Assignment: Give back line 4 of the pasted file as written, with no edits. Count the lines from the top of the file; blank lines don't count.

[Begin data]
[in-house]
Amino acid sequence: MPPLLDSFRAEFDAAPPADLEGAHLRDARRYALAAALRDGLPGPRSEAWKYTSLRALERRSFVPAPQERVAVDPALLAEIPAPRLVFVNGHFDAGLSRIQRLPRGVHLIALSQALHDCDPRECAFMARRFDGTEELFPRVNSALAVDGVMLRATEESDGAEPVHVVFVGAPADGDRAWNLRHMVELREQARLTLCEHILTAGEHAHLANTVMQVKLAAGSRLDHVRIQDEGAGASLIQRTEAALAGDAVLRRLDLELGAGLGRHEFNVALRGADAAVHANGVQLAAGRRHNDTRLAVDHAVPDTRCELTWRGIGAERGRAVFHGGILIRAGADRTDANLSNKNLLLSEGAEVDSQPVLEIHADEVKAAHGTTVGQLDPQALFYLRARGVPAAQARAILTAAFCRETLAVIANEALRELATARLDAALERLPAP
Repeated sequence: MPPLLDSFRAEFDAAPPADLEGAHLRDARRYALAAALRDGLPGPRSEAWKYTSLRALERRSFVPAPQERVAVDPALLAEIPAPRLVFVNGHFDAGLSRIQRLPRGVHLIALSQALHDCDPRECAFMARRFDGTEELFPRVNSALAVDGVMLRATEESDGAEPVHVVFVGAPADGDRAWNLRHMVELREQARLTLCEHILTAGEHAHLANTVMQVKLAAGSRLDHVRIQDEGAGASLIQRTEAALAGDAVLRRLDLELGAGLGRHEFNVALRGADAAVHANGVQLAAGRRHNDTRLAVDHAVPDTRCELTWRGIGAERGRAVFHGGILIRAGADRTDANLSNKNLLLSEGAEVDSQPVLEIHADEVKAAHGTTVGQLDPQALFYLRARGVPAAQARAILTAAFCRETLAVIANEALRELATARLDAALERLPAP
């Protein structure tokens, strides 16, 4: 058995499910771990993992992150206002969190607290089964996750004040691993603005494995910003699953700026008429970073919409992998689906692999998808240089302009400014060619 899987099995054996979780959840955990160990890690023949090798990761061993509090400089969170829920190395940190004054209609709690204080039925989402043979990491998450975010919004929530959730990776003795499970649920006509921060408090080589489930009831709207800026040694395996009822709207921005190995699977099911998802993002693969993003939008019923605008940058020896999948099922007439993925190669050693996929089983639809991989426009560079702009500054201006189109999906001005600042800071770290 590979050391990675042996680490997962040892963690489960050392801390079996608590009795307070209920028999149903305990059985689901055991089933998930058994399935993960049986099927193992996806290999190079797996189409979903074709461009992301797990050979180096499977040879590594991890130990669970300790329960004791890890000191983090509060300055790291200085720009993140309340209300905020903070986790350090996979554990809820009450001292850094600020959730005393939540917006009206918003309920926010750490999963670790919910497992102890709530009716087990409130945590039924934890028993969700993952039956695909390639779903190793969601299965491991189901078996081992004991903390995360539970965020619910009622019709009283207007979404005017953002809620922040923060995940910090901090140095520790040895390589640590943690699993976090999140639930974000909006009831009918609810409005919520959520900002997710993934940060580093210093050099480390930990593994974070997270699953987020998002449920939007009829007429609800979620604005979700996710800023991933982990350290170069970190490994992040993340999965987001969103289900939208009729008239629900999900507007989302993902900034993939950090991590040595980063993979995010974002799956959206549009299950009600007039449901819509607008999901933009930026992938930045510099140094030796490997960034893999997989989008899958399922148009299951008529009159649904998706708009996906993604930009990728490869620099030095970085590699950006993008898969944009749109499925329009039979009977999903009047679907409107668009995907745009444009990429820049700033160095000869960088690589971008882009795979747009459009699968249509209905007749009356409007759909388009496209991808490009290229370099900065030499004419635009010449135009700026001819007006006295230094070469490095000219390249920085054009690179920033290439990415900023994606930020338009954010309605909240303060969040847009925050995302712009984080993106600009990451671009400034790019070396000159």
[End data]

């Protein structure tokens, strides 16, 4: 058995499910771990993992992150206002969190607290089964996750004040691993603005494995910003699953700026008429970073919409992998689906692999998808240089302009400014060619 899987099995054996979780959840955990160990890690023949090798990761061993509090400089969170829920190395940190004054209609709690204080039925989402043979990491998450975010919004929530959730990776003795499970649920006509921060408090080589489930009831709207800026040694395996009822709207921005190995699977099911998802993002693969993003939008019923605008940058020896999948099922007439993925190669050693996929089983639809991989426009560079702009500054201006189109999906001005600042800071770290 590979050391990675042996680490997962040892963690489960050392801390079996608590009795307070209920028999149903305990059985689901055991089933998930058994399935993960049986099927193992996806290999190079797996189409979903074709461009992301797990050979180096499977040879590594991890130990669970300790329960004791890890000191983090509060300055790291200085720009993140309340209300905020903070986790350090996979554990809820009450001292850094600020959730005393939540917006009206918003309920926010750490999963670790919910497992102890709530009716087990409130945590039924934890028993969700993952039956695909390639779903190793969601299965491991189901078996081992004991903390995360539970965020619910009622019709009283207007979404005017953002809620922040923060995940910090901090140095520790040895390589640590943690699993976090999140639930974000909006009831009918609810409005919520959520900002997710993934940060580093210093050099480390930990593994974070997270699953987020998002449920939007009829007429609800979620604005979700996710800023991933982990350290170069970190490994992040993340999965987001969103289900939208009729008239629900999900507007989302993902900034993939950090991590040595980063993979995010974002799956959206549009299950009600007039449901819509607008999901933009930026992938930045510099140094030796490997960034893999997989989008899958399922148009299951008529009159649904998706708009996906993604930009990728490869620099030095970085590699950006993008898969944009749109499925329009039979009977999903009047679907409107668009995907745009444009990429820049700033160095000869960088690589971008882009795979747009459009699968249509209905007749009356409007759909388009496209991808490009290229370099900065030499004419635009010449135009700026001819007006006295230094070469490095000219390249920085054009690179920033290439990415900023994606930020338009954010309605909240303060969040847009925050995302712009984080993106600009990451671009400034790019070396000159």